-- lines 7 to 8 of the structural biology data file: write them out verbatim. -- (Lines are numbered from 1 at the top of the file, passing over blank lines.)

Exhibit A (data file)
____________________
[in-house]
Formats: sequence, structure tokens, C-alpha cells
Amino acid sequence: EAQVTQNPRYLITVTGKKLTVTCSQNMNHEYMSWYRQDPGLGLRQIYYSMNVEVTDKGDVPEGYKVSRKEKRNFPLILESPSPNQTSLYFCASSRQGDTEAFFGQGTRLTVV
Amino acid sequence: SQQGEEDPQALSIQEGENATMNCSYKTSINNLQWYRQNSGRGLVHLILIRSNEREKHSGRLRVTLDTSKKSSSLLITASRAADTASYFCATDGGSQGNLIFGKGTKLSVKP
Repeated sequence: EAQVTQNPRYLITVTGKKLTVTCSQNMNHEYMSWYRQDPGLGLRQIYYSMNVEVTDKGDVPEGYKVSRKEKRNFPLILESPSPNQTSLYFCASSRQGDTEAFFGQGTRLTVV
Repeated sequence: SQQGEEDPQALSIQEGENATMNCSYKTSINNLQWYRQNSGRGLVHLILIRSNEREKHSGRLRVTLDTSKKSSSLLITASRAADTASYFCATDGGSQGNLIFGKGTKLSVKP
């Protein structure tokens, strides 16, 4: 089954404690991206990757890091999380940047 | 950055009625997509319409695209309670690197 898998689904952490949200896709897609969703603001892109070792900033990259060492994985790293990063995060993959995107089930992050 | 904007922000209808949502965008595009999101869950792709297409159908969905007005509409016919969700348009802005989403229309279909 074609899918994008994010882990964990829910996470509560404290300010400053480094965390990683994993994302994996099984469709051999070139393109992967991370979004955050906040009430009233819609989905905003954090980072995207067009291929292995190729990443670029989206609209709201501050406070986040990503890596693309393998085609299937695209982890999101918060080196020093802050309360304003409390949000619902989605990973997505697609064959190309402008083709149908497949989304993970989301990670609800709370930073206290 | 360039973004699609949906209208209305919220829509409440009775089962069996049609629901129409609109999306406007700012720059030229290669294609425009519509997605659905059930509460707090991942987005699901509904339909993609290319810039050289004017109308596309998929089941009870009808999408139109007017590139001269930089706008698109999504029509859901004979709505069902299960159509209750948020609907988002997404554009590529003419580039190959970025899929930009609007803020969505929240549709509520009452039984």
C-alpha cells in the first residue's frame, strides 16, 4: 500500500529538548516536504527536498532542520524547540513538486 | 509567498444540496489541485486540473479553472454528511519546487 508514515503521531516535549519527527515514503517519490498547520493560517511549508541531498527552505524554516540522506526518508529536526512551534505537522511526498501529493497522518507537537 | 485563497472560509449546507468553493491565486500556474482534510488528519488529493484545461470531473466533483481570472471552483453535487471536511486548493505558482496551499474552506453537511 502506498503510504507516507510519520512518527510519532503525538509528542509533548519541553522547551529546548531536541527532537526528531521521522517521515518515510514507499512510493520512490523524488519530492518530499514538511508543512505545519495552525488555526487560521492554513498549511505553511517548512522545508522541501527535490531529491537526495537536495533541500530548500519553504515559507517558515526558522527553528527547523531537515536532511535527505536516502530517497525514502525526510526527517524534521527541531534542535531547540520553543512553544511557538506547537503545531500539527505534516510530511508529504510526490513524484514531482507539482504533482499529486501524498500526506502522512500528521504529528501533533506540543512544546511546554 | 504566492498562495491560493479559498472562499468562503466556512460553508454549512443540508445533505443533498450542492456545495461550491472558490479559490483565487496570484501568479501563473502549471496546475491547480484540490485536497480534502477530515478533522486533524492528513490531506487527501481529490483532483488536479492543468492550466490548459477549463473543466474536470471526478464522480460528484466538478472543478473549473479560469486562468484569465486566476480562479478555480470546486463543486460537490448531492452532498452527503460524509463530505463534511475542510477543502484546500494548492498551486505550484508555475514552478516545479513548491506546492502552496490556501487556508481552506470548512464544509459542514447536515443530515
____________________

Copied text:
């Protein structure tokens, strides 16, 4: 089954404690991206990757890091999380940047 | 950055009625997509319409695209309670690197 898998689904952490949200896709897609969703603001892109070792900033990259060492994985790293990063995060993959995107089930992050 | 904007922000209808949502965008595009999101869950792709297409159908969905007005509409016919969700348009802005989403229309279909 074609899918994008994010882990964990829910996470509560404290300010400053480094965390990683994993994302994996099984469709051999070139393109992967991370979004955050906040009430009233819609989905905003954090980072995207067009291929292995190729990443670029989206609209709201501050406070986040990503890596693309393998085609299937695209982890999101918060080196020093802050309360304003409390949000619902989605990973997505697609064959190309402008083709149908497949989304993970989301990670609800709370930073206290 | 360039973004699609949906209208209305919220829509409440009775089962069996049609629901129409609109999306406007700012720059030229290669294609425009519509997605659905059930509460707090991942987005699901509904339909993609290319810039050289004017109308596309998929089941009870009808999408139109007017590139001269930089706008698109999504029509859901004979709505069902299960159509209750948020609907988002997404554009590529003419580039190959970025899929930009609007803020969505929240549709509520009452039984």
C-alpha cells in the first residue's frame, strides 16, 4: 500500500529538548516536504527536498532542520524547540513538486 | 509567498444540496489541485486540473479553472454528511519546487 508514515503521531516535549519527527515514503517519490498547520493560517511549508541531498527552505524554516540522506526518508529536526512551534505537522511526498501529493497522518507537537 | 485563497472560509449546507468553493491565486500556474482534510488528519488529493484545461470531473466533483481570472471552483453535487471536511486548493505558482496551499474552506453537511 502506498503510504507516507510519520512518527510519532503525538509528542509533548519541553522547551529546548531536541527532537526528531521521522517521515518515510514507499512510493520512490523524488519530492518530499514538511508543512505545519495552525488555526487560521492554513498549511505553511517548512522545508522541501527535490531529491537526495537536495533541500530548500519553504515559507517558515526558522527553528527547523531537515536532511535527505536516502530517497525514502525526510526527517524534521527541531534542535531547540520553543512553544511557538506547537503545531500539527505534516510530511508529504510526490513524484514531482507539482504533482499529486501524498500526506502522512500528521504529528501533533506540543512544546511546554 | 504566492498562495491560493479559498472562499468562503466556512460553508454549512443540508445533505443533498450542492456545495461550491472558490479559490483565487496570484501568479501563473502549471496546475491547480484540490485536497480534502477530515478533522486533524492528513490531506487527501481529490483532483488536479492543468492550466490548459477549463473543466474536470471526478464522480460528484466538478472543478473549473479560469486562468484569465486566476480562479478555480470546486463543486460537490448531492452532498452527503460524509463530505463534511475542510477543502484546500494548492498551486505550484508555475514552478516545479513548491506546492502552496490556501487556508481552506470548512464544509459542514447536515443530515